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World is Closer to Goal of Eradicating Polio

The World Health Organization has set the goal of stopping the spread of polio worldwide by the end of this year.

Oliver Rosenbauer, a spokesman for the WHO's polio eradication project in Geneva, says new cases of polio are still being reported but only in a few parts of the world.

Mr. Rosenbauer says, "The eradication strategies work across the board wherever you applied them. The problem that we are seeing, in countries like India and Nigeria is that they are extremely densely populated countries. And so that makes it more difficult to eradicate the disease there, so more effort needs to be made in those countries and that's perhaps why its taking a little bit longer."

India and Nigeria are two of the nations where large scale outbreaks of polio have not been stopped. Mr. Rosenbauer says other countries include Pakistan, Afghanistan, Niger and Egypt.

According to Mr. Rosenbauer, "The problem we're seeing at the moment is that a new outbreak has occurred in west and central Africa, originating in Nigeria. And because its a communicable, contagious disease, as populations have traveled across borders they've brought the disease with them and reinfected a number of countries so that's certainly been a setback. In terms of a global situation for polio eradication, that's where the hot spot is at the moment -- in those three countries in Asia, [India, Pakistan and Afghanistan] in Egypt and west and central Africa [Nigeria and Niger]."

In Africa, the current outbreak spread from northern Nigeria to 12 previously polio free countries sometime last year. Among them are Ivory Coast and Sudan, where civil unrest and displaced people weakened, what the WHO calls, a "firewall" around the virus. Polio has also been discovered in Saudi Arabia where the virus is believed to have been brought into the country by a traveler from Sudan.

Melissa Corkrum is a spokeswoman for the World Health Organization in Abuja, Nigeria. She says the main problem in Africa came last summer in Nigeria's northern Kano State when an active vaccination program was stopped.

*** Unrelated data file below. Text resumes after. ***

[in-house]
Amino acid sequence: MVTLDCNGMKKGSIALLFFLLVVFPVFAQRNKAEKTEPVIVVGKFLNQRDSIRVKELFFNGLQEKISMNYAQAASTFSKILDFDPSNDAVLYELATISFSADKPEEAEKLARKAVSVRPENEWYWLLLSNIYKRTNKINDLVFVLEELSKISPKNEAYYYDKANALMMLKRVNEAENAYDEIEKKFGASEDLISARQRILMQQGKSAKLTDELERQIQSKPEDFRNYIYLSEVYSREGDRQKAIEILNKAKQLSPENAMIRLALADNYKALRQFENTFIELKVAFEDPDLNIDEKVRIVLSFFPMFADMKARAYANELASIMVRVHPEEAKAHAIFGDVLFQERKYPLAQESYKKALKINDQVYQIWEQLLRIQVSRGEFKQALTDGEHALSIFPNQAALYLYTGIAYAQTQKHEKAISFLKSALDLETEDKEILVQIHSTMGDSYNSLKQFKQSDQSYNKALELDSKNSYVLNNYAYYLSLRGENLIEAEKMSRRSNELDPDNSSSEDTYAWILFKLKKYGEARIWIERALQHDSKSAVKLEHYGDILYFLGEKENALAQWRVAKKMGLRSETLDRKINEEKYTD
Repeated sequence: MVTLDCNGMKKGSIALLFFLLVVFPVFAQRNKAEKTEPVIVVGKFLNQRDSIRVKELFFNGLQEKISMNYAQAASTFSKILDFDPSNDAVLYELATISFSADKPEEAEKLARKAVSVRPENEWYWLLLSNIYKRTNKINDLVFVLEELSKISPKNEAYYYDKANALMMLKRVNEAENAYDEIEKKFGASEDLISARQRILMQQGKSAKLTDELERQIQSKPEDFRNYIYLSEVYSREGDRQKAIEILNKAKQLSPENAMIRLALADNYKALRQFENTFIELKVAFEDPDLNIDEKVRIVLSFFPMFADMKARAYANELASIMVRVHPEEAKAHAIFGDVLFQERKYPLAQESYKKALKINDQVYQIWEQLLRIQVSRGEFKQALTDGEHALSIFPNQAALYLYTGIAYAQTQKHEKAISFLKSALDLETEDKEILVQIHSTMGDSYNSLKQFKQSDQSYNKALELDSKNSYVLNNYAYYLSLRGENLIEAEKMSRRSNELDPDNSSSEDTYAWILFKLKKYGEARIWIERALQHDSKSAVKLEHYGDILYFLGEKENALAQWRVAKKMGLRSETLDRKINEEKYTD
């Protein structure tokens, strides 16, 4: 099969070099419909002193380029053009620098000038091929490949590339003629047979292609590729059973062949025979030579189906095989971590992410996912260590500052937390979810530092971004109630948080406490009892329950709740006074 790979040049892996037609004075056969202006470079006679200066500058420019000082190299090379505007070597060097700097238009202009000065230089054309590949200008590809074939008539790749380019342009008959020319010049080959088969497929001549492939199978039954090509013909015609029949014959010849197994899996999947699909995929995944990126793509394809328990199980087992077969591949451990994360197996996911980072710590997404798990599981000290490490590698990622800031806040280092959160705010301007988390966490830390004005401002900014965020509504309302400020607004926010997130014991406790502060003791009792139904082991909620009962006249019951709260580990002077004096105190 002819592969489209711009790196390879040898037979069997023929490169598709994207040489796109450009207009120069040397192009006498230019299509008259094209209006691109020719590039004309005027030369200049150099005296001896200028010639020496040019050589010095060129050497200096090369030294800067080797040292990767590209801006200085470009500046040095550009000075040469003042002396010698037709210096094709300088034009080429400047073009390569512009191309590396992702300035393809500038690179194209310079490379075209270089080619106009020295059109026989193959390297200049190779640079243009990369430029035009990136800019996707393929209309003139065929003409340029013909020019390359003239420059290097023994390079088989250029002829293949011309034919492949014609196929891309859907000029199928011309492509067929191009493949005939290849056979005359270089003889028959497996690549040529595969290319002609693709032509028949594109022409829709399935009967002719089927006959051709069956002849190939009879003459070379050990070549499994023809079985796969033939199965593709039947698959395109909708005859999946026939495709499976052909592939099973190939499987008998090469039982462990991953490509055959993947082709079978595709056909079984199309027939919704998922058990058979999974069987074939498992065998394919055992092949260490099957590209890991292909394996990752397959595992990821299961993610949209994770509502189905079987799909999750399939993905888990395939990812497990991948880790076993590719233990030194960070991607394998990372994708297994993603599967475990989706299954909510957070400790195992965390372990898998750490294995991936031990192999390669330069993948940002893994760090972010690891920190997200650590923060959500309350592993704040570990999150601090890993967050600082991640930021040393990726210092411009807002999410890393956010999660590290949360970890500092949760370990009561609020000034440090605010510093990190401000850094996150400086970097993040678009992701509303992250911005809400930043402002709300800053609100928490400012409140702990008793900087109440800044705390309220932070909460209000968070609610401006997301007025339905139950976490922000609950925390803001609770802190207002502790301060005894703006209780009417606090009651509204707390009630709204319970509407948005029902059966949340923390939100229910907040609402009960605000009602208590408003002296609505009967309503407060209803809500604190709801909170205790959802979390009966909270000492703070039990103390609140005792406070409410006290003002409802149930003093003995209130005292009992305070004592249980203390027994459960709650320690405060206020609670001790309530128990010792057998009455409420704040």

Ms. Corkrum says, "There were rumors spreading about different contaminants in the vaccine and the government halted campaigns to make sure that concerns of the people were addressed. There has really been a strong emphasis on rebuilding community confidence involving traditional leaders, involving religious leaders within communities."

This is the time of year in Africa when the polio virus is least likely to spread because of relatively mild weather. Ms. Corkrum says a massive immunization effort will be made this month and next [April and May] to give the vaccine to children, those who are most at risk for contracting the disease.

Ms. Corkrum adds, "The same thing takes place in a country like India. They have 170 million children where they [i.e., health workers] literally go door to door, and through strong microplanning really map out where the households are to make sure that we reach every child in the course of four days to even the most remote communities in Nigeria."

Polio in Africa has been reported in 13 other countries, from Ivory Coast and Burkina Faso to the Central African Republic, Sudan and Ethiopia.

In 1988, when the WHO began its initiative to stop the spread of polio, some 350,000 cases of the crippling disease were reported in 125 countries. Since then, the number of cases has been reduced by 99% to less than two dozen countries. The WHO's Oliver Rosenbauer says a successful vaccination program is the only way to stop its spread.

"There is no cure for it. Once you have polio, there is not much you can do about it. It paralyzes your legs and you will not be able to walk anymore," says Mr. Rosenbauer. "It can only be prevented. That is why it's very important to be vaccinated against it."

In January, 2004, when the six nations in Africa and Asia signed the agreement to eradicate polio, India, Pakistan, Afghanistan, Niger, Nigeria and Egypt pledged to make an all out assault to stop the spread of the disease. The World Health Organization says the goal should be reached by the end of the year.